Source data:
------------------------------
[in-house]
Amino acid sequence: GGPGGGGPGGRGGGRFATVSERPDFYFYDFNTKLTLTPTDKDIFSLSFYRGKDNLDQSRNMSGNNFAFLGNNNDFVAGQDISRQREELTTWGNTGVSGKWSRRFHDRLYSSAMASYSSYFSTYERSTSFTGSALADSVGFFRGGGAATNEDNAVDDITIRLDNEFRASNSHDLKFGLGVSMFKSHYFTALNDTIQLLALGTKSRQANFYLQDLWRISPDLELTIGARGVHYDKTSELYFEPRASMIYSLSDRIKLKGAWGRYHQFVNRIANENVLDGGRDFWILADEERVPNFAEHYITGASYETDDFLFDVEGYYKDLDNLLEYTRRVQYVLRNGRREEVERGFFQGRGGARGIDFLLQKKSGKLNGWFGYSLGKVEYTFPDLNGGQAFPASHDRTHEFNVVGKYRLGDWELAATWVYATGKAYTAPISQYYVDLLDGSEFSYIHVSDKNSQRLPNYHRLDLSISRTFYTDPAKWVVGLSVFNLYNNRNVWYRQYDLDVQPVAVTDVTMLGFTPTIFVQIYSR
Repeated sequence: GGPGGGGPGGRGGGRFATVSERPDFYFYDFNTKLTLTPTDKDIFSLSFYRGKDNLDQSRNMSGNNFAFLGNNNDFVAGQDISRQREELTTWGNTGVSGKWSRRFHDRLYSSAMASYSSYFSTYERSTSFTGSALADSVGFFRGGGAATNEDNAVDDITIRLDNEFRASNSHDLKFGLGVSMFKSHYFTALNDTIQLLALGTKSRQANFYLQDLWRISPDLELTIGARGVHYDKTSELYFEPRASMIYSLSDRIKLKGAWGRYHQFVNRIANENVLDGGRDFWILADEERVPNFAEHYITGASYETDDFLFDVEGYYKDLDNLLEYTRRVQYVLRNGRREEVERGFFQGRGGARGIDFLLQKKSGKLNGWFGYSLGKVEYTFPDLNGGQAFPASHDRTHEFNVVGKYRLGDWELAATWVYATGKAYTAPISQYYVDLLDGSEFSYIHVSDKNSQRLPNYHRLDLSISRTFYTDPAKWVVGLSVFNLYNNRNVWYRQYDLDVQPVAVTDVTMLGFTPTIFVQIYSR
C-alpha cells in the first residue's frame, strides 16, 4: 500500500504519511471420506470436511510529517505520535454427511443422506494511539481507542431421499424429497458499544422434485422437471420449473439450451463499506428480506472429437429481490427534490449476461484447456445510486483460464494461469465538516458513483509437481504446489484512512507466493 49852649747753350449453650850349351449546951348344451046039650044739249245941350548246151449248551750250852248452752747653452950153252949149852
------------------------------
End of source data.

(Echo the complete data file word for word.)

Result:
[in-house]
Amino acid sequence: GGPGGGGPGGRGGGRFATVSERPDFYFYDFNTKLTLTPTDKDIFSLSFYRGKDNLDQSRNMSGNNFAFLGNNNDFVAGQDISRQREELTTWGNTGVSGKWSRRFHDRLYSSAMASYSSYFSTYERSTSFTGSALADSVGFFRGGGAATNEDNAVDDITIRLDNEFRASNSHDLKFGLGVSMFKSHYFTALNDTIQLLALGTKSRQANFYLQDLWRISPDLELTIGARGVHYDKTSELYFEPRASMIYSLSDRIKLKGAWGRYHQFVNRIANENVLDGGRDFWILADEERVPNFAEHYITGASYETDDFLFDVEGYYKDLDNLLEYTRRVQYVLRNGRREEVERGFFQGRGGARGIDFLLQKKSGKLNGWFGYSLGKVEYTFPDLNGGQAFPASHDRTHEFNVVGKYRLGDWELAATWVYATGKAYTAPISQYYVDLLDGSEFSYIHVSDKNSQRLPNYHRLDLSISRTFYTDPAKWVVGLSVFNLYNNRNVWYRQYDLDVQPVAVTDVTMLGFTPTIFVQIYSR
Repeated sequence: GGPGGGGPGGRGGGRFATVSERPDFYFYDFNTKLTLTPTDKDIFSLSFYRGKDNLDQSRNMSGNNFAFLGNNNDFVAGQDISRQREELTTWGNTGVSGKWSRRFHDRLYSSAMASYSSYFSTYERSTSFTGSALADSVGFFRGGGAATNEDNAVDDITIRLDNEFRASNSHDLKFGLGVSMFKSHYFTALNDTIQLLALGTKSRQANFYLQDLWRISPDLELTIGARGVHYDKTSELYFEPRASMIYSLSDRIKLKGAWGRYHQFVNRIANENVLDGGRDFWILADEERVPNFAEHYITGASYETDDFLFDVEGYYKDLDNLLEYTRRVQYVLRNGRREEVERGFFQGRGGARGIDFLLQKKSGKLNGWFGYSLGKVEYTFPDLNGGQAFPASHDRTHEFNVVGKYRLGDWELAATWVYATGKAYTAPISQYYVDLLDGSEFSYIHVSDKNSQRLPNYHRLDLSISRTFYTDPAKWVVGLSVFNLYNNRNVWYRQYDLDVQPVAVTDVTMLGFTPTIFVQIYSR
C-alpha cells in the first residue's frame, strides 16, 4: 500500500504519511471420506470436511510529517505520535454427511443422506494511539481507542431421499424429497458499544422434485422437471420449473439450451463499506428480506472429437429481490427534490449476461484447456445510486483460464494461469465538516458513483509437481504446489484512512507466493 49852649747753350449453650850349351449546951348344451046039650044739249245941350548246151449248551750250852248452752747653452950153252949149852